Do you feel jaw strain after diving? Does your regulator mouthpiece bother you? If so, changing your mouthpiece style may make diving more comfortable. Before swapping out your mouthpiece, keep a few things in mind:
• Be sure that the new mouthpiece will fit on your regulator's second stage, as not every mouthpiece will fit every regulator.
• Many of the mouthpiece styles listed below are available in a variety of materials. Cheaper mouthpieces are usually made from lower quality materials.
• Once you find a mouthpiece style that suites you, buy several mouthpieces and keep the spares in your save-a-dive kit.
The most common regulator mouthpiece has two small, untextured tabs which the diver bites down on to keep the regulator in his mouth. These mouthpieces fit easily inside most divers' mouths, and smaller versions are available for child divers. Some divers complain that they must bite down hard on standard mouthpieces to keep them in place, while divers who dislike using bulky mouthpieces may prefer this simple style.
Long bite mouthpieces have long bite tabs that extend far into a diver's mouth. This distributes the pressure from the mouthpiece across more of the diver's teeth. Most divers find long bite mouthpieces very comfortable, however divers with short mouths may find this style of mouthpiece annoying. (I have a narrow mouth and am still comfortable using long bite mouthpieces). My favorite brand of long bite mouthpiece is made by Trident, and molded of very soft, flexible silicon.
Bridged mouthpieces have an arched piece of silicon connecting the bite tabs. This silicon "bridge" sits against the roof of the diver's mouth, locking the mouthpiece in place and reducing the effort required to keep the mouthpiece in place. Some divers love this mouthpiece style, and claim it reduces jaw fatigue. Other divers hate the feeling of the silicon pressing against the roof of their mouths. As a diver with a narrow mouth, I find that bridged mouthpieces do not sit smoothly against the roof of my mouth, and tend to cause a blister. One example of a bridged mouthpiece is the Aqua Lung Comfo-Bite Mouthpiece®.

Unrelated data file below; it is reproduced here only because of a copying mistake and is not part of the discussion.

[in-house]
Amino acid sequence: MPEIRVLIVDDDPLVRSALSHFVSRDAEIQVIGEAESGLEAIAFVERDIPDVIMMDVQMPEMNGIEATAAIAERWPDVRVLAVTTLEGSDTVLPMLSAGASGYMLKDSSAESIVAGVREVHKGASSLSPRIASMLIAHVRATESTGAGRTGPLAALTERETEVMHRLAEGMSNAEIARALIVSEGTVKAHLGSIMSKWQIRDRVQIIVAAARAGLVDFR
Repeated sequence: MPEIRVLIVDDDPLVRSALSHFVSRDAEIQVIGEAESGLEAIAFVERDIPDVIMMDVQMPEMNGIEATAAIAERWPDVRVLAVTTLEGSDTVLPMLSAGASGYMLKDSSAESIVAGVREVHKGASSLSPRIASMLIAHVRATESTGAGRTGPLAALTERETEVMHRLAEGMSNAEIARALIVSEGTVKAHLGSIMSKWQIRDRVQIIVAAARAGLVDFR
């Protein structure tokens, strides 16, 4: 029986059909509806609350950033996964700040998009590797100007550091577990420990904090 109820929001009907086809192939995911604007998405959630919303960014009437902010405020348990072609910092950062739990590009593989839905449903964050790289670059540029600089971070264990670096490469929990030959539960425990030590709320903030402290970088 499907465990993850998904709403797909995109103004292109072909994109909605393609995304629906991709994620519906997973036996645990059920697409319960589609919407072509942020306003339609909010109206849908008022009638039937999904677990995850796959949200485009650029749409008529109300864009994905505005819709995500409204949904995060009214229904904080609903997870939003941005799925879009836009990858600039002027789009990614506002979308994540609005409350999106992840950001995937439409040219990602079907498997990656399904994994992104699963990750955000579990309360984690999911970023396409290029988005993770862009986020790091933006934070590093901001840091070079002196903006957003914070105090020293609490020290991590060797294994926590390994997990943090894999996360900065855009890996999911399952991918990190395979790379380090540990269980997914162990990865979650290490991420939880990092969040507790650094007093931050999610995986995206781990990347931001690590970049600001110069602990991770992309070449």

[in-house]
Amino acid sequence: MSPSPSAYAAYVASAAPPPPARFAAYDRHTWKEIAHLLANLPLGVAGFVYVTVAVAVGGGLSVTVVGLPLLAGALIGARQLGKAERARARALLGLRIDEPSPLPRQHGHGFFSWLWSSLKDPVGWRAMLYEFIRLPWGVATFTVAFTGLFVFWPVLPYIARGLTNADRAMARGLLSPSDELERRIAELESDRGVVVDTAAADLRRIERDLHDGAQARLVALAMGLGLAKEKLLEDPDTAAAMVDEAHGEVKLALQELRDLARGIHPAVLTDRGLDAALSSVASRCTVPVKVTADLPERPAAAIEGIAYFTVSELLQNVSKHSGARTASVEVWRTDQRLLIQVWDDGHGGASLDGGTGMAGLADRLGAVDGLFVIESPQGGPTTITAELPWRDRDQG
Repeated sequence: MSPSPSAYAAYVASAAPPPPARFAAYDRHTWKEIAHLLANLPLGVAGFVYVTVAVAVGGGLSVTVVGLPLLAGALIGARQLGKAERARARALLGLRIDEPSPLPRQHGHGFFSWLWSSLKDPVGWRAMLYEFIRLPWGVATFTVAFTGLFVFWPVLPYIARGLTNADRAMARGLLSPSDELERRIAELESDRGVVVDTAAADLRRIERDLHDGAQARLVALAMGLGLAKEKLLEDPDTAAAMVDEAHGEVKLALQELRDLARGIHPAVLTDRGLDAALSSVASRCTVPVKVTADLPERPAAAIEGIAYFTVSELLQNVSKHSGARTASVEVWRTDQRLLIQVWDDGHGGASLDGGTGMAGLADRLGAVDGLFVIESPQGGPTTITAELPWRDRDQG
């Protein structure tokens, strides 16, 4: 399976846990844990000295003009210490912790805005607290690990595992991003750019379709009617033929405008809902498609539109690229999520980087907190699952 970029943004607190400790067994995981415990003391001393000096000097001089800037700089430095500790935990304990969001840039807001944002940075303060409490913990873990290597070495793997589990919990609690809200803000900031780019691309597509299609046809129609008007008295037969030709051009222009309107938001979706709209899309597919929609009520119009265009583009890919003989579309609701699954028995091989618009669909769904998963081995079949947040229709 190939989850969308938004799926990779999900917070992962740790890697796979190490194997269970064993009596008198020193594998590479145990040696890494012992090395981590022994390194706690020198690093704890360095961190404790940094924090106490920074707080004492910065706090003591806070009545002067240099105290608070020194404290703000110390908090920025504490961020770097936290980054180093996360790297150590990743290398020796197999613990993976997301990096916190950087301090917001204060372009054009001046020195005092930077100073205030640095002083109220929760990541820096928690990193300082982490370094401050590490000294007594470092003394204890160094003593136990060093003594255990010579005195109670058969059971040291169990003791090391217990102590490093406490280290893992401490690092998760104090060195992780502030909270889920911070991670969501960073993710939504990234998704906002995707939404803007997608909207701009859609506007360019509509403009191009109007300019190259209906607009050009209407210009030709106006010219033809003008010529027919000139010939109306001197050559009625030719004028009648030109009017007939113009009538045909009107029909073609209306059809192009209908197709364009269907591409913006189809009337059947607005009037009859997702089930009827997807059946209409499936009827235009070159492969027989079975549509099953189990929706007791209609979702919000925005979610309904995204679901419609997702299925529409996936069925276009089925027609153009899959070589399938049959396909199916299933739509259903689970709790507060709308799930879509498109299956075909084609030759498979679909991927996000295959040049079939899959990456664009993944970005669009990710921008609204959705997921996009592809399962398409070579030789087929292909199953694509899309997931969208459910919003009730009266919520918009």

Divers who dislike the feeling of a mouth full of silicon are likely to enjoy these minimalist mouthpieces. The mouthpieces have small, triangular tabs that fit into the middle of a diver's mouth without placing any pressure on his front teeth. Some divers dislike these mouthpieces because of the relatively small surface of the bite tabs, and the fact that the pressure from the regulator mouthpiece is concentrated on only a few teeth. These mouthpieces come standard on some styles of Cressi regulators.
These mouthpieces are designed with "winged" bite tabs that project above and below the biting surface. The winged bite tabs help to lock the mouthpiece in place. Most divers will find these mouthpieces comfortable, however some divers find that the bite tab wings rub against their gums. This mouthpiece style comes standard on many Apex regulator second stages.
The main feature of these mouthpieces are the raised "cushions" on the bite tabs. Manufacturers claim that these mouthpieces are very durable, and that the cushions create a tabs surface which is easy to hold in place with minimal effort. The key to purchasing this style of mouthpiece is to choose one made of top-quality silicon. Cheap versions of this style are uncomfortably hard. Divers with narrow mouths may find that these mouthpieces are a bit wide and do not conform easily to a narrow mouth shape. One popular version of this style of the Atomic Comfort Mouthpiece.
Tooth-covering mouthpieces have a thin flap of silicon that projects above and below the mouthpiece and sits in front of the diver's teeth. This locks the mouthpiece between the diver's gums and lips, reducing the effort required to keep the mouthpiece in place. If the mouthpiece fits correctly, this style can be very comfortable and quite effective at reducing jaw fatigue. However, divers with sensitive gums may not like this mouthpiece as it may press uncomfortably against the front of a diver's gums and the inside of his lips. These mouthpieces are also more difficult to insert into a small mouth than lower profile mouthpieces. Tooth-covering mouthpieces are now a standard mouthpiece style for many SCUBAPRO regulators.
Moldable mouthpieces allow divers to custom fit a mouthpiece. The diver trims the mouthpiece to the desired length, heats it, and then bites down on it to mold it to his unique dental features. Many divers swear by customizable mouthpieces (the one shown here is a SeaCure® Mouthpiece), and claim they are the most comfortable mouthpieces on the market. However, keep in mind that customizable mouthpieces should not be used on alternate air source regulators, or regulators that are handed off in an emergency to share air with a buddy. The custom mouthpiece may make breathing from the regulator difficult or impossible for another diver.